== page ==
John Adams Conducts… John Adams!

21 05 2010
Adams and Leila

Playing the Electric Violin is hard. Make sure the conductor gives you a good shoulder massage after.

It’s rare for me to find modern “classical” music that I like. Some time ago, the National Symphony Orchestra decided to perform a piece called Sacred Crap Heart Explosion before Beethoven’s Ninth, that triggered me to boo for the first time in my entire life at a music event of any kind. So I was reluctant in the extreme to see the Met perform John Adams’ Doctor Atomic in the 2008-2009 season – modern music, bah! Gladly, I was wrong about Doctor Atomic, and despite the Met’s wrong-headed attempt to reduce the “shock” value of hanging a giant nuclear weapon above a baby’s crib, I loved it and picked up John Adams’ Doctor Atomic Symphony pretty much as soon as it came out: “All the music and none of the wailing? What’s not to like!”

On Thursday, I had a chance to watch John Adams conduct the Doctor Atomic Symphony along with three other pieces – the four Sea Interludes from Benjamin Britten’s Peter Grimes, Adams’ own Dharma at Big Sur, and Stravinsky’s Feu d’Artifice. I have come to like, but not entirely enjoy, Peter Grimes – having seen it performed twice in as many years now, I’ve felt the music has often played a distant secondary role to the drama of the gritty title character, and it was refreshing to hear to the pieces played separately from the ever present story. It’s a testament to Britten’s talent as a composer that I could hear the discord and the guilt and shame that Grimes carried with him in these instrumental interludes. What did not work so well was Adams’ conducting. Having heard it twice live and several different recordings of it, I found it to be far too slow, bordering on the ponderous. There was also the minor matter of Adams being a bar or more ahead of the orchestra at times – he’d cue a huge and thunderous noise, only to have more than a couple of seconds pass before the orchestra responded. Alas. Where he and the orchestra were in sync, though, the music was magnificent – the third Interlude, Moonlight, was done especially well.

I’ve never heard Dharma at Big Sur before, which appears to have been an accidental oversight – my immediate reaction to hearing it was “I don’t think I’ve ever heard an Indian raga being played on an electric violin before” and I enjoyed almost all of it. I did feel that the work ssstttrrreeetttccchhheeeddd just a wee bit long in part, but I think it’s a tribute to Adams’ skill that he has managed to combine two essentially uncombinable styles of music into a whole that is delightfully light, yet deeply moving. The electric violin solo by Leila Josefowicz fell into the deeply moving portion of the program – and can I just take a second here to note: SQUEAL an ELECTRIC VIOLIN HOW COOL SQUEAL. I think I have a new favourite instrument. Dharma is definitely going on my list of music to buy. After a short intermission came the odd Stravinsky piece which … simply did not fit the program. Feu d’Artifice is short orchestral piece that was conducted perfunctorily and then it was… done. Good. Onwards.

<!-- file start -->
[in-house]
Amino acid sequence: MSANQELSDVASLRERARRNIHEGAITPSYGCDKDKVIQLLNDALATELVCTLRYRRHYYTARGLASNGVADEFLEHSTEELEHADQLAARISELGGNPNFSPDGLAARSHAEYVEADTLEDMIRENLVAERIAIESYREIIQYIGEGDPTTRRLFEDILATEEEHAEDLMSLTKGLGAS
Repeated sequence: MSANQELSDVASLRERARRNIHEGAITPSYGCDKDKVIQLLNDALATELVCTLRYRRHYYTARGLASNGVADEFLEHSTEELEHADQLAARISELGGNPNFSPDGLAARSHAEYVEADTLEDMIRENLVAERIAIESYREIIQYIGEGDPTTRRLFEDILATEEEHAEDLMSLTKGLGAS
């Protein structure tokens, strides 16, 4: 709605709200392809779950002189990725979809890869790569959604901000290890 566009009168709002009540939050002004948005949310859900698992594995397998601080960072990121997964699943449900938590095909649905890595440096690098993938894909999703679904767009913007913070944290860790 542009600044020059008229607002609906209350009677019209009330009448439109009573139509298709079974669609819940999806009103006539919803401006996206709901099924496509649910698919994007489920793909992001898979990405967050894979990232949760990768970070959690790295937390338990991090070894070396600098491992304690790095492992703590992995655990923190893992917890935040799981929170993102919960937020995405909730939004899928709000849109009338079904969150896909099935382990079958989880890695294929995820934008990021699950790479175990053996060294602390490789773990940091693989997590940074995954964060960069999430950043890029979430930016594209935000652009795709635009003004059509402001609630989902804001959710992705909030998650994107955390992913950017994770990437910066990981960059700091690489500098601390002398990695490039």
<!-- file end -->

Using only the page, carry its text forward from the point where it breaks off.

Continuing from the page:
Adams introduced Doctor Atomic Symphony, as he did Dharma by giving some insight and background into why he wrote the piece. He also showed a video from Doctor Atomic‘s signature piece that climaxes Act I, Batter My Heart from John Donne’s Holy Sonnet XIV, sung expertly by Gerald Finley as J. Robert Oppenheimer, to give the audience, which seemed to be less than familiar with the opera, a chance to see the piece with lyrics. Herein, I find a problem. I’m trying to describe to you with words how powerful Doctor Atomic Symphony is. Just like the opera before it, the symphony is one of the most terrifying pieces of music I have ever heard and I love it for putting me on the edge. The tension that begins at the end of the third movement that eventually becomes the instrumental Batter My Heart, sent chills down my spine. It is, for lack of a better way of putting it, a musical masterpiece of Lovecraftian horror, the tension palpable in every note. It is truly one of the most remarkable (and listenable!) pieces of music I have ever had the pleasure of hearing. If you haven’t heard it, Nonesuch released it on CD and MP3 last year and I urge you to go buy it or listen to it – or of course, you could go tonight or tomorrow night to hear it played by NSO again.


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